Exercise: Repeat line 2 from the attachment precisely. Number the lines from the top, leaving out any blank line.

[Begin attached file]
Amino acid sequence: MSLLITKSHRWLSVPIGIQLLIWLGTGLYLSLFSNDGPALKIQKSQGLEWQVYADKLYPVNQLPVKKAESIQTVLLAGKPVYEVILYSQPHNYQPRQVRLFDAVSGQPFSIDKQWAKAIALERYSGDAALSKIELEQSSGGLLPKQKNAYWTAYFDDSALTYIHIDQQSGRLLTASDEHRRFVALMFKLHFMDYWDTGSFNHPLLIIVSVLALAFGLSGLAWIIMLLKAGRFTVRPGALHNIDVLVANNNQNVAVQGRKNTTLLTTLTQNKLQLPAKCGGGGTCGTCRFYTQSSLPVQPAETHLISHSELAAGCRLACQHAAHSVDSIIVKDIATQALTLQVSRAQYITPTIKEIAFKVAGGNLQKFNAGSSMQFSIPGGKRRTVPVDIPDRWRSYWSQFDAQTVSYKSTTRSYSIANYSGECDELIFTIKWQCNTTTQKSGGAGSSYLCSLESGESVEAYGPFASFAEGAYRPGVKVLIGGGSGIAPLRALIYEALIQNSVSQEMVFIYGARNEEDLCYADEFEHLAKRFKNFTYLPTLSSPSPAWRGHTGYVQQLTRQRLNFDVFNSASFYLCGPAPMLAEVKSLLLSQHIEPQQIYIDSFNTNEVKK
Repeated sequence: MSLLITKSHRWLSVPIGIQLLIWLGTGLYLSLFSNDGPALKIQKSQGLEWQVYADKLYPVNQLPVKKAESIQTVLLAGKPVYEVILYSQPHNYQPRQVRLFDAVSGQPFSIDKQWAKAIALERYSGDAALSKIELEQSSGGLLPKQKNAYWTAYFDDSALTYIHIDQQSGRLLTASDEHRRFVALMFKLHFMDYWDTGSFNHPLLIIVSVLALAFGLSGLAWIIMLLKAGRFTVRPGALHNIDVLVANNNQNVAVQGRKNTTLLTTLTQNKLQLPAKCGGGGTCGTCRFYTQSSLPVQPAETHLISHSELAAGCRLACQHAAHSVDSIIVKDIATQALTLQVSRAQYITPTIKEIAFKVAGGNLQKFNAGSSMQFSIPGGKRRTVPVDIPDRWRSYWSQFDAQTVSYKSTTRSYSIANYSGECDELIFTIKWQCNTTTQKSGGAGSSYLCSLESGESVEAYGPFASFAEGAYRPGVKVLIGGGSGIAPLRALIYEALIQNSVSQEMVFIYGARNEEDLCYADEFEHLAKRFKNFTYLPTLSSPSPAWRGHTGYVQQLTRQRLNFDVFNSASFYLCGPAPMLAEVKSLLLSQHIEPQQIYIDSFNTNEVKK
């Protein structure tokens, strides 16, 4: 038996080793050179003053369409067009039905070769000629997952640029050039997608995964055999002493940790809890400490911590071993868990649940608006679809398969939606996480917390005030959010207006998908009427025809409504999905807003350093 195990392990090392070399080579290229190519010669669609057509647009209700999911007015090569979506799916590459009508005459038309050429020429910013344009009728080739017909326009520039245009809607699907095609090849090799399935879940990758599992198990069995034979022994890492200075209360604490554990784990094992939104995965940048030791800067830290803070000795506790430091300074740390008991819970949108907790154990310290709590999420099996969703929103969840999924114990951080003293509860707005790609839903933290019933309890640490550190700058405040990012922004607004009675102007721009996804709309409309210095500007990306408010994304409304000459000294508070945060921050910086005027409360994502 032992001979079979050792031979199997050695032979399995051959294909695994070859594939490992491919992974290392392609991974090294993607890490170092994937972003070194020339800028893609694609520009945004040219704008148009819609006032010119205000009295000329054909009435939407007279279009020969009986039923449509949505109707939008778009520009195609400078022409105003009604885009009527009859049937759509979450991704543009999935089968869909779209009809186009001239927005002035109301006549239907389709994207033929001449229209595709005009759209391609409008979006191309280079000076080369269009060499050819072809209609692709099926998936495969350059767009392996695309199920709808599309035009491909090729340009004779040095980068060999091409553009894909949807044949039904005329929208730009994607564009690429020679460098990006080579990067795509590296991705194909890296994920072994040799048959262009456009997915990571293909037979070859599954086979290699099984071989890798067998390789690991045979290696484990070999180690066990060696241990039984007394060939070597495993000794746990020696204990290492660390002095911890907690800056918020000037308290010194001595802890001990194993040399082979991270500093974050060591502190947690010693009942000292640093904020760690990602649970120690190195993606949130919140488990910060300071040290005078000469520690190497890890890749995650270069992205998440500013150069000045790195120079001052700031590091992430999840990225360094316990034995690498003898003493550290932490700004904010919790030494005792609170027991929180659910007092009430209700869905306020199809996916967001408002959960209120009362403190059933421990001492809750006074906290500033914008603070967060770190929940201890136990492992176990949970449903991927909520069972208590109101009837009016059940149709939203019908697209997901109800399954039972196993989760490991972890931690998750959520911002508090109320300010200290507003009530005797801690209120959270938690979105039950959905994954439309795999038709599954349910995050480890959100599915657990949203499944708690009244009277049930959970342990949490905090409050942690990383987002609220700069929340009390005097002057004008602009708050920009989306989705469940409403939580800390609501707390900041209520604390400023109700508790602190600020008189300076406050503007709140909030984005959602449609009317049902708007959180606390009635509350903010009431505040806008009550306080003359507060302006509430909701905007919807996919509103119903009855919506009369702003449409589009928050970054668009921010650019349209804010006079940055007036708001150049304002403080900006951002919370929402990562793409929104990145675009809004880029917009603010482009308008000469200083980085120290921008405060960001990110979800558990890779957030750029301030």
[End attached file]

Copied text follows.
Repeated sequence: MSLLITKSHRWLSVPIGIQLLIWLGTGLYLSLFSNDGPALKIQKSQGLEWQVYADKLYPVNQLPVKKAESIQTVLLAGKPVYEVILYSQPHNYQPRQVRLFDAVSGQPFSIDKQWAKAIALERYSGDAALSKIELEQSSGGLLPKQKNAYWTAYFDDSALTYIHIDQQSGRLLTASDEHRRFVALMFKLHFMDYWDTGSFNHPLLIIVSVLALAFGLSGLAWIIMLLKAGRFTVRPGALHNIDVLVANNNQNVAVQGRKNTTLLTTLTQNKLQLPAKCGGGGTCGTCRFYTQSSLPVQPAETHLISHSELAAGCRLACQHAAHSVDSIIVKDIATQALTLQVSRAQYITPTIKEIAFKVAGGNLQKFNAGSSMQFSIPGGKRRTVPVDIPDRWRSYWSQFDAQTVSYKSTTRSYSIANYSGECDELIFTIKWQCNTTTQKSGGAGSSYLCSLESGESVEAYGPFASFAEGAYRPGVKVLIGGGSGIAPLRALIYEALIQNSVSQEMVFIYGARNEEDLCYADEFEHLAKRFKNFTYLPTLSSPSPAWRGHTGYVQQLTRQRLNFDVFNSASFYLCGPAPMLAEVKSLLLSQHIEPQQIYIDSFNTNEVKK